Short-term flooding increases CH4 and N2O emissions from trees in a riparian forest soil-stem continuum

Thomas Schindler*, Ülo Mander, Katerina Machacova, Mikk Espenberg, Dmitrii Krasnov, Jordi Escuer-Gatius, Gert Veber, Jaan Pärn, Kaido Soosaar

*Corresponding author for this work

Research output: Contribution to journalArticlepeer-review

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One of the characteristics of global climate change is the increase in extreme climate events, e.g., droughts and floods. Forest adaptation strategies to extreme climate events are the key to predict ecosystem responses to global change. Severe floods alter the hydrological regime of an ecosystem which influences biochemical processes that control greenhouse gas fluxes. We conducted a flooding experiment in a mature grey alder (Alnus incana (L.) Moench) forest to understand flux dynamics in the soil-tree-atmosphere continuum related to ecosystem N2O and CH4 turn-over. The gas exchange was determined at adjacent soil-tree-pairs: stem fluxes were measured in vertical profiles using manual static chambers and gas chromatography; soil fluxes were measured with automated chambers connected to a gas analyser. The tree stems and soil surface were net sources of N2O and CH4 during the flooding. Contrary to N2O, the increase in CH4 fluxes delayed in response to flooding. Stem N2O fluxes were lower although stem CH4 emissions were significantly higher than from soil after the flooding. Stem fluxes decreased with stem height. Our flooding experiment indicated soil water and nitrogen content as the main controlling factors of stem and soil N2O fluxes. The stems contributed up to 88% of CH4 emissions to the stem-soil continuum during the investigated period but soil N2O fluxes dominated (up to 16 times the stem fluxes) during all periods. Conclusively, stem fluxes of CH4 and N2O are essential elements in forest carbon and nitrogen cycles and must be included in relevant models.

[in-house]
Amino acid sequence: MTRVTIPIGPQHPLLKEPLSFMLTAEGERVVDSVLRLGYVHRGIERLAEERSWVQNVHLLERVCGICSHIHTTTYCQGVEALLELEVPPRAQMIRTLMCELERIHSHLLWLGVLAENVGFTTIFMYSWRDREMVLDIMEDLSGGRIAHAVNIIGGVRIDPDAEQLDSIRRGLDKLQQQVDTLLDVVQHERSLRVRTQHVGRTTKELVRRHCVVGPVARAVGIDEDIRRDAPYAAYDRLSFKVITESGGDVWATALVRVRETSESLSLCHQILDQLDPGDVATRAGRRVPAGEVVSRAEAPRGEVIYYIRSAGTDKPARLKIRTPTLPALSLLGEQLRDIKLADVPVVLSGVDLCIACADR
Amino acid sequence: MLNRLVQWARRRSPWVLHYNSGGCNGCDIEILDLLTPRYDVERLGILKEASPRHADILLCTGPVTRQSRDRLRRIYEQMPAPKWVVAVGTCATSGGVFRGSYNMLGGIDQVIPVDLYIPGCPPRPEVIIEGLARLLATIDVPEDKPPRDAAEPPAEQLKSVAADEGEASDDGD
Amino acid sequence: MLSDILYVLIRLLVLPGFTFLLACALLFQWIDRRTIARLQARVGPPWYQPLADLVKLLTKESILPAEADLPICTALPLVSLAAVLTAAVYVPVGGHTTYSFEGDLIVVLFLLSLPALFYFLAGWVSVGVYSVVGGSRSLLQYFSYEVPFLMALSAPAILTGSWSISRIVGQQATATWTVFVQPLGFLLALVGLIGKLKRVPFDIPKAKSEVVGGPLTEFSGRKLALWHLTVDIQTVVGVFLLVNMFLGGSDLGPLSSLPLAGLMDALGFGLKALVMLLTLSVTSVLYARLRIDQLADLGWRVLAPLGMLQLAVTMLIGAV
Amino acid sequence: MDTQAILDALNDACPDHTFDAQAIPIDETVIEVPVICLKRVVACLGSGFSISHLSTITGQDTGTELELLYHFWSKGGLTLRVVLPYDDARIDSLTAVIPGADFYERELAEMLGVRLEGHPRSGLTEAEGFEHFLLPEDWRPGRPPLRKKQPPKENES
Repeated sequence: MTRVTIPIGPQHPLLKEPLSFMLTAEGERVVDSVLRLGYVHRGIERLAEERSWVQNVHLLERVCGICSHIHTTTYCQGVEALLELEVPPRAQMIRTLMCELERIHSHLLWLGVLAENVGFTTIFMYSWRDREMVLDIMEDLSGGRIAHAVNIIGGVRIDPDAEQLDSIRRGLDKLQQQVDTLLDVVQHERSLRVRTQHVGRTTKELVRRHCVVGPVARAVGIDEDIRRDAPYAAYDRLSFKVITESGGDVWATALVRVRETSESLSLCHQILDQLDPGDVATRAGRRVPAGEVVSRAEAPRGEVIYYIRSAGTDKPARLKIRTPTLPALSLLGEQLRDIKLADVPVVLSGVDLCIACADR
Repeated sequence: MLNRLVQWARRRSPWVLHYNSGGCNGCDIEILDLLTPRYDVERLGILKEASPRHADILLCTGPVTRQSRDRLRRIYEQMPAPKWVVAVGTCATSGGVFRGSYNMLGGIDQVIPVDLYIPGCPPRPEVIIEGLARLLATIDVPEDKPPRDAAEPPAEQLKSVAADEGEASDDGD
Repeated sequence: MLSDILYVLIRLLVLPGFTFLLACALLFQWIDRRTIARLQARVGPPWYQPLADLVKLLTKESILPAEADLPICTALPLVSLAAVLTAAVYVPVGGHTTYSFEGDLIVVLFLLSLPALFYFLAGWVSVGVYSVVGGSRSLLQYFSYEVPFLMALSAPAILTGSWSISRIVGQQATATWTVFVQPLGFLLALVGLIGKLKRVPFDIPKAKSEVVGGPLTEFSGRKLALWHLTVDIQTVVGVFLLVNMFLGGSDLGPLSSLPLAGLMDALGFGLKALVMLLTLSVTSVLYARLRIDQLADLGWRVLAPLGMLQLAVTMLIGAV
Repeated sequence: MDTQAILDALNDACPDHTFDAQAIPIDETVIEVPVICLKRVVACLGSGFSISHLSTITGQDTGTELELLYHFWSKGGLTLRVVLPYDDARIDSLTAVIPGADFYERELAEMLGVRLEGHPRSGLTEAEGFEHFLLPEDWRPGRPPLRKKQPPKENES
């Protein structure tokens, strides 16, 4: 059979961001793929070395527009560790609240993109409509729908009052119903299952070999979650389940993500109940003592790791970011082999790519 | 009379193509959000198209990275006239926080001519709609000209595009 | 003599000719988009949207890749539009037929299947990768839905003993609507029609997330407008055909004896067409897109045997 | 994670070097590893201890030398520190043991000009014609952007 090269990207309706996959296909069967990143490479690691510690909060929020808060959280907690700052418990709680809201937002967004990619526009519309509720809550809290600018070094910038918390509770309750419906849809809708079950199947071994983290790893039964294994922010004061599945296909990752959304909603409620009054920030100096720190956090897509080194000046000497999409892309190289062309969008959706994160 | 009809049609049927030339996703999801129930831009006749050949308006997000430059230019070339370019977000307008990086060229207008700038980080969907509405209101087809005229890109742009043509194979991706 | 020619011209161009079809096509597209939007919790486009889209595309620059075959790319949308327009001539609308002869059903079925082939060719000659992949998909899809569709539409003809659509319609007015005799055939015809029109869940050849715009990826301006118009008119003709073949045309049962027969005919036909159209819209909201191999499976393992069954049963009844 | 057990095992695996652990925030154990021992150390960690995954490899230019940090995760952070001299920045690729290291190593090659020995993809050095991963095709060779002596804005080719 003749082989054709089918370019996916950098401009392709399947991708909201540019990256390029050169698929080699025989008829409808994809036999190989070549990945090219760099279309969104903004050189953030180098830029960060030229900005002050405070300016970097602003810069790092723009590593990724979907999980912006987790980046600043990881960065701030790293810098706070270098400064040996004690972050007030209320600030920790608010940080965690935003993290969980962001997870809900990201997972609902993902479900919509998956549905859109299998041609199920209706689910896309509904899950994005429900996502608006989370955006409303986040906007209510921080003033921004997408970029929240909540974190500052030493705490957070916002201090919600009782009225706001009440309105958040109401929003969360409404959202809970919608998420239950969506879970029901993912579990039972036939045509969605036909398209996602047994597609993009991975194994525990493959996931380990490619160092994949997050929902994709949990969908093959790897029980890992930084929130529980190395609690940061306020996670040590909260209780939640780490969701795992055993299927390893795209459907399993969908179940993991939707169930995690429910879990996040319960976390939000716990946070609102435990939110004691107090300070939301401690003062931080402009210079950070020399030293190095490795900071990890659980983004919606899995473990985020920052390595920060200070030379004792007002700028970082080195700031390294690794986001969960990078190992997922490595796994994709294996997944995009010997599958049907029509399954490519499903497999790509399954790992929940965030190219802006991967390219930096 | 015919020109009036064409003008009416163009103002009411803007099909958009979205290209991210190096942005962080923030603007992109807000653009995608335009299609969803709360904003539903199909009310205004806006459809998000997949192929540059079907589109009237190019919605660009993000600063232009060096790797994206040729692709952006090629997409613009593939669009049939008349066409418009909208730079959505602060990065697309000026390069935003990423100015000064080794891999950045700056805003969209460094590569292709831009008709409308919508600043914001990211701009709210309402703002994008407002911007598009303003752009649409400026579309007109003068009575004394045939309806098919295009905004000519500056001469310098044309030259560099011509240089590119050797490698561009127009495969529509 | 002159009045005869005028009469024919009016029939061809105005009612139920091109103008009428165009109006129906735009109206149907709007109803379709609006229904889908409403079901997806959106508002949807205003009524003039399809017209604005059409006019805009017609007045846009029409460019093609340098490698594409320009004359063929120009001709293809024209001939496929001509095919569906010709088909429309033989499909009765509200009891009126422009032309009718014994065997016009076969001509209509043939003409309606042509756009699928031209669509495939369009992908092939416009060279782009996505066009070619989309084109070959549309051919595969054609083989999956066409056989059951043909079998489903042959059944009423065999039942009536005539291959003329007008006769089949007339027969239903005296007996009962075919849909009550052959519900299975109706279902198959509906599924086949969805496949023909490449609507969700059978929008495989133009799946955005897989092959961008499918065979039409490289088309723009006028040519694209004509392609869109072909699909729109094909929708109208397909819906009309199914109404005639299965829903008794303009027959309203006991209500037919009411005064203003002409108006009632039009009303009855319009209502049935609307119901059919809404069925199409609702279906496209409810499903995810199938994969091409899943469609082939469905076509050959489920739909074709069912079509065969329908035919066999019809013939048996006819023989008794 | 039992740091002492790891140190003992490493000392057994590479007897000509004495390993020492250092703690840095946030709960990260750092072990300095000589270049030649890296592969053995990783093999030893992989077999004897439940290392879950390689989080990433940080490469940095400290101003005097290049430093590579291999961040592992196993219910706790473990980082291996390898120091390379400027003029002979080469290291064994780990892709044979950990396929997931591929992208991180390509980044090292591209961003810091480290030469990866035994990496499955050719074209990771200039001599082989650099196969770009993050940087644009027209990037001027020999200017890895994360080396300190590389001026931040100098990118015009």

Original languageEnglish
Article number3204
Number of pages10
JournalScientific Reports
Publication statusPublished - 21 Feb 2020

Bibliographical note

Funding Information:
This study was supported by the Ministry of Education and Science of Estonia (SF0180127s08 grant), the Estonian Research Council (IUT2-16, PRG-352, and MOBERC20), the Czech Science Foundation (17-18112Y), the Ministry of Education, Youth and Sports of Czech Republic within the National Sustainability Program I (NPU I), grant number LO1415, the EU through the European Regional Development Fund (ENVIRON and EcolChange Centres of Excellence, Estonia, and MOBTP101 returning researcher grant by the Mobilitas Pluss programme) and the European Social Fund (Doctoral School of Earth Sciences and Ecology).


  • biogeochemistry
  • environmental sciences


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